Usually, when I release a new story, I like to sit back and let readers experience the story for themselves without much set-up.
Sure, I’ll write a blurb to let you know what the story is about so that you can decide up front if it’s the type of story you like to read, but I don’t set many expectations beyond that because I don’t want to bias your experience.
The latest story I just released though… this one is different, in so many ways.
First, some context. I knew I needed a write a story for this anthology a long, long time ago. I was given plenty of time to come up with a story to fit the theme, which was loosely “parties,” and the genre, which was loosely “urban fantasy” (I say loosely because the authors in this collective also cover the contemporary fantasy spectrum, which is more my comfort zone anyway, so that was just fine by me.) In fact, I probably had… oh… 18 months heads-up on this assignment. Easy-peasy, right?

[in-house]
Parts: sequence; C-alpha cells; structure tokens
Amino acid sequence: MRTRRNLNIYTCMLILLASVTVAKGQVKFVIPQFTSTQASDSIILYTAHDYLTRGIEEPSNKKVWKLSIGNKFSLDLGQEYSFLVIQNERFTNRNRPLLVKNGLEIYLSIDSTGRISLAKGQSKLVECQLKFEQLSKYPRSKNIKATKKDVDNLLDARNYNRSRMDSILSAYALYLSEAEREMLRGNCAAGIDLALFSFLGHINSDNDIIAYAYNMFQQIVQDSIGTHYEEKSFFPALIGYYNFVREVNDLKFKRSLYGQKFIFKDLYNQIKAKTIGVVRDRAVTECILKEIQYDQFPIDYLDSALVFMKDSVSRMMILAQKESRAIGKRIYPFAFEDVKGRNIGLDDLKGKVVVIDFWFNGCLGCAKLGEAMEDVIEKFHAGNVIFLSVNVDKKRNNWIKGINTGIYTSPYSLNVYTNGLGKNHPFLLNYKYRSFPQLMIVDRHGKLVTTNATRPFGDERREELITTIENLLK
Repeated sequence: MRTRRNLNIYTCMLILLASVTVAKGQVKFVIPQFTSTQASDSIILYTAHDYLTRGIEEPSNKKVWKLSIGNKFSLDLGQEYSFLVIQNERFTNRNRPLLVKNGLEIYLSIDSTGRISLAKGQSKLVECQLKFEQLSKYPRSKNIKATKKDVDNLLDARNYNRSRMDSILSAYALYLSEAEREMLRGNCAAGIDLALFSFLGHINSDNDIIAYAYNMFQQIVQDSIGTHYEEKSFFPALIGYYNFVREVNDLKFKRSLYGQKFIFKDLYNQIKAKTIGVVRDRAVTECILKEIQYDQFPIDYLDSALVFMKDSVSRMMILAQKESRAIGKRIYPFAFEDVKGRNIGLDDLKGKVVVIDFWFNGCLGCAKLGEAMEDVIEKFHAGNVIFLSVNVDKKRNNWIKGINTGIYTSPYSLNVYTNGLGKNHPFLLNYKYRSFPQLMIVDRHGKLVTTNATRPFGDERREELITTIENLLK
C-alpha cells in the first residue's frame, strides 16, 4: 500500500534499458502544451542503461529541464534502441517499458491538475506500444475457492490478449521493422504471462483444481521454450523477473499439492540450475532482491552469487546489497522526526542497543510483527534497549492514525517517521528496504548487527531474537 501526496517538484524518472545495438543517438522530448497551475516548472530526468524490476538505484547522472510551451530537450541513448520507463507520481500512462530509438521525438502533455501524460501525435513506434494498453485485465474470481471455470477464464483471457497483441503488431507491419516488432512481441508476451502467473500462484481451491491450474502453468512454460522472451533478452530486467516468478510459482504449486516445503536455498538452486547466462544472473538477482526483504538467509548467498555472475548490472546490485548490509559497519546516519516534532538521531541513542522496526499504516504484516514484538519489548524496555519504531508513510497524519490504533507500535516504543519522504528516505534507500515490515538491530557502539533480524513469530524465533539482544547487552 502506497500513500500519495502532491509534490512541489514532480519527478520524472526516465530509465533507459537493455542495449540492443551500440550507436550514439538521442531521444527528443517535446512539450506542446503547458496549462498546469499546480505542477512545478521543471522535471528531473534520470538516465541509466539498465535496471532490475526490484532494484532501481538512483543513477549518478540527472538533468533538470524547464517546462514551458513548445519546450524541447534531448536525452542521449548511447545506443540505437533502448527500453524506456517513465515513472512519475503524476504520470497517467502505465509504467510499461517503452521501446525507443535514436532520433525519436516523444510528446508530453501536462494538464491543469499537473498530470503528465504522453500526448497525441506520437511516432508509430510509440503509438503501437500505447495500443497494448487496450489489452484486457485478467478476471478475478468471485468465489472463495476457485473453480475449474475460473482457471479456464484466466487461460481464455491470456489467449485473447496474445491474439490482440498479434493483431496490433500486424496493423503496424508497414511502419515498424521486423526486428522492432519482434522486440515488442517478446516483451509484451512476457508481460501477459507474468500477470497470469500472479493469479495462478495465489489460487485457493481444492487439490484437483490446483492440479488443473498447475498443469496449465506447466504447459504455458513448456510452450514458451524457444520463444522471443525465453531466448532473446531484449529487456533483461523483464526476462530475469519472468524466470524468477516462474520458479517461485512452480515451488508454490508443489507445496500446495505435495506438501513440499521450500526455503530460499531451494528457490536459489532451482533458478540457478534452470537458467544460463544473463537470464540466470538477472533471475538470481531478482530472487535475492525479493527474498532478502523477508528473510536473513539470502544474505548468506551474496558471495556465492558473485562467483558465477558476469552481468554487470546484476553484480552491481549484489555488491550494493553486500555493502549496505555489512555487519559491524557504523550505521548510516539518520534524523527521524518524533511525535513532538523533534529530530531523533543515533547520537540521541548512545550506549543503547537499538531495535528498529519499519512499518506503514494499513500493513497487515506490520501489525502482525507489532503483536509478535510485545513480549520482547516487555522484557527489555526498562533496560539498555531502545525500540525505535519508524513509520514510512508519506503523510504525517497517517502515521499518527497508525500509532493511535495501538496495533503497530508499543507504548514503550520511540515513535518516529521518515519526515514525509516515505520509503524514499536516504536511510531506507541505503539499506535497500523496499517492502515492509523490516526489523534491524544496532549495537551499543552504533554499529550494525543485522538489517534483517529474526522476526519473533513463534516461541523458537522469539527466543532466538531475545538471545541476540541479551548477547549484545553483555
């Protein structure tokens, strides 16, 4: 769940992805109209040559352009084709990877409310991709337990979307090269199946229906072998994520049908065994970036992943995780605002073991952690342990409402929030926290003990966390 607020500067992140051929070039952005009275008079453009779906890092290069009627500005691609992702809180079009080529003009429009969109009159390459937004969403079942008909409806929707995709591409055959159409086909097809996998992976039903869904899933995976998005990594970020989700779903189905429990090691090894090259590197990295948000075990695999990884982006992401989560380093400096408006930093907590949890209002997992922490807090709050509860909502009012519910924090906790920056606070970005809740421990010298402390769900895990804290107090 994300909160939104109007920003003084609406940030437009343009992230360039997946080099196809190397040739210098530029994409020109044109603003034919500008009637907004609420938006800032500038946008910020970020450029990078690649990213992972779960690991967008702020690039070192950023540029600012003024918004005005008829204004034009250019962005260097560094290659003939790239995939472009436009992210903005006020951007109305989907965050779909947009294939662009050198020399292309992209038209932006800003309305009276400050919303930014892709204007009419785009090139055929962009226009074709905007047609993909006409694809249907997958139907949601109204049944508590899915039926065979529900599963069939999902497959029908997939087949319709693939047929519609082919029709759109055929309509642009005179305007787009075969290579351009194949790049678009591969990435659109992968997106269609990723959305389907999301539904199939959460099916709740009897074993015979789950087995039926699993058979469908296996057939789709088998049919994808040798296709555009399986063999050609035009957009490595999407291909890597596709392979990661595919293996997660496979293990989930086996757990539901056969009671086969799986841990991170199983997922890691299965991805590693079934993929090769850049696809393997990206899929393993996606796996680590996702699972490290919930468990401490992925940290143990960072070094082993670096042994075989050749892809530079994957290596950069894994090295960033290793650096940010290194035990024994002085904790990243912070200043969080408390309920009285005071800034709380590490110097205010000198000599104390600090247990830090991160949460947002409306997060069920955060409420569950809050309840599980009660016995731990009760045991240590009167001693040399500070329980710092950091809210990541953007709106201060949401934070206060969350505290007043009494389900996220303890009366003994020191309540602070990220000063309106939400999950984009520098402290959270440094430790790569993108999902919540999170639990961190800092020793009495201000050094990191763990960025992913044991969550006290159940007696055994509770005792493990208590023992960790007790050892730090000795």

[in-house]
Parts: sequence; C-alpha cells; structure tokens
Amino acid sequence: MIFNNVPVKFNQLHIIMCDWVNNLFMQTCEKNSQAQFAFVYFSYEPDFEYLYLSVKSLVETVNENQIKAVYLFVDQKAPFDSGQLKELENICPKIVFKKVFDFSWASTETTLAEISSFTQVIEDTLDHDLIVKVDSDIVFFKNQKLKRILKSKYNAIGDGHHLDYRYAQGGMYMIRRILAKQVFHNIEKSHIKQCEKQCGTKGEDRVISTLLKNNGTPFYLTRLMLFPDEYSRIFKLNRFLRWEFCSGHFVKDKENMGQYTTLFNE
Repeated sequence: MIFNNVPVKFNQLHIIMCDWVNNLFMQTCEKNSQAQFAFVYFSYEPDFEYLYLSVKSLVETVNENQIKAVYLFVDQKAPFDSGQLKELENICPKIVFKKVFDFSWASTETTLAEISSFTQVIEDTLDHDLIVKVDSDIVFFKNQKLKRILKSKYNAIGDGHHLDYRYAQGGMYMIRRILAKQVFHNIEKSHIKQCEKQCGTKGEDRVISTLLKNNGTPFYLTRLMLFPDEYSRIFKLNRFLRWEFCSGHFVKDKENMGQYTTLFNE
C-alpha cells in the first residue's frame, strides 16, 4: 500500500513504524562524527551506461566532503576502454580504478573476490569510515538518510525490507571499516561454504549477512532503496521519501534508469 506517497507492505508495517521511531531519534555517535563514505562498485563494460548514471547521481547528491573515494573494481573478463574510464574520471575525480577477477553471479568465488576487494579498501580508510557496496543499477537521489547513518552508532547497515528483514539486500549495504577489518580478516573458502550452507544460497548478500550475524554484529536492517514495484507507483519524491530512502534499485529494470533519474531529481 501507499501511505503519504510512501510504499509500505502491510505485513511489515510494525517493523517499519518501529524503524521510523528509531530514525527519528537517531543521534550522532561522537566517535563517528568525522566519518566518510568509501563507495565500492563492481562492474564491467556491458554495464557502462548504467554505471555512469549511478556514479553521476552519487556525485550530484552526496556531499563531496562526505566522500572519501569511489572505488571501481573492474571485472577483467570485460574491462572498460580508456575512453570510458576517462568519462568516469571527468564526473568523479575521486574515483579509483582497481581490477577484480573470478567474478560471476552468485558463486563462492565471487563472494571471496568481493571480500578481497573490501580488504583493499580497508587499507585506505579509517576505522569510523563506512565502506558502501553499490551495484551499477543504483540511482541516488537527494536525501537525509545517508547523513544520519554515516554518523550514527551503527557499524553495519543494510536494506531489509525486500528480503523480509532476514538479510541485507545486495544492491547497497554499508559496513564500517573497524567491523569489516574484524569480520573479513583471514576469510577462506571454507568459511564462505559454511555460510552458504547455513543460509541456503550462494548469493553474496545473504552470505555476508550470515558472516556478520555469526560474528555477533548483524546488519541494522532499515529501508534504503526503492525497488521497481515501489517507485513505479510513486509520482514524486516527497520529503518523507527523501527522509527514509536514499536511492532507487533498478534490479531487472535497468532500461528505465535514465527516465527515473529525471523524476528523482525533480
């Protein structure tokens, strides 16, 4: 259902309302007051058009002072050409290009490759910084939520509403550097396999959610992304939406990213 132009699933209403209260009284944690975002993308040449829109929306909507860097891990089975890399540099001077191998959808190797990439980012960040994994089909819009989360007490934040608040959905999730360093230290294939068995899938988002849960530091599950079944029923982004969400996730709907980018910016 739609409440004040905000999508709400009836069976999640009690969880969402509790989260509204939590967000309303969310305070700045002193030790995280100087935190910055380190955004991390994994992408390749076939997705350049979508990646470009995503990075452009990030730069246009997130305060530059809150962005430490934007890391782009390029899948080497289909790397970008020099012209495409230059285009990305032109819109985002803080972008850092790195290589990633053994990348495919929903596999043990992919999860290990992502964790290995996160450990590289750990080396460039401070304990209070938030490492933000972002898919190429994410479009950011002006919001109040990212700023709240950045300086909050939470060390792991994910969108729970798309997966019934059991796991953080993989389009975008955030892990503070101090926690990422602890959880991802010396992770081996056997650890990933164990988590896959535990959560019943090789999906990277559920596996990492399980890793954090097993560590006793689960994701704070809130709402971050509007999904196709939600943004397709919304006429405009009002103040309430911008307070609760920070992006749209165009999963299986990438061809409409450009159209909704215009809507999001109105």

But if you know me at all, you’ll know that 1) I’m a creative at heart, and therefore projects will take as long as the time given to do said project, and 2) I struggle with accepting “good enough,” and will therefore keep iterating right up until deadline, and 3) while as a private person I’m pretty easy-going, when it comes to work, I’m a Type A… which means I refuse to be late on a promised deliverable.
Yes, all this combined in one person can cause problems. Ask my therapist how.
Anyway, I knew pretty quickly what kind of “party” I wanted to center the story around–I wanted a celebration that wasn’t very well known, that I found quirky and charming, that was ripe for supernatural shenanigans, and that was set in winter. I chose that season not only because it’s my favorite, but because I knew our targeted release date was November/December 2020, right as we’d be heading into winter. And, of course, what came to mind immediately, for me, was Ullr Fest, a strange (to me) and funny and charming tradition in my husband’s skiing world. So I had all this planned by, hmm… maybe summer of 2019.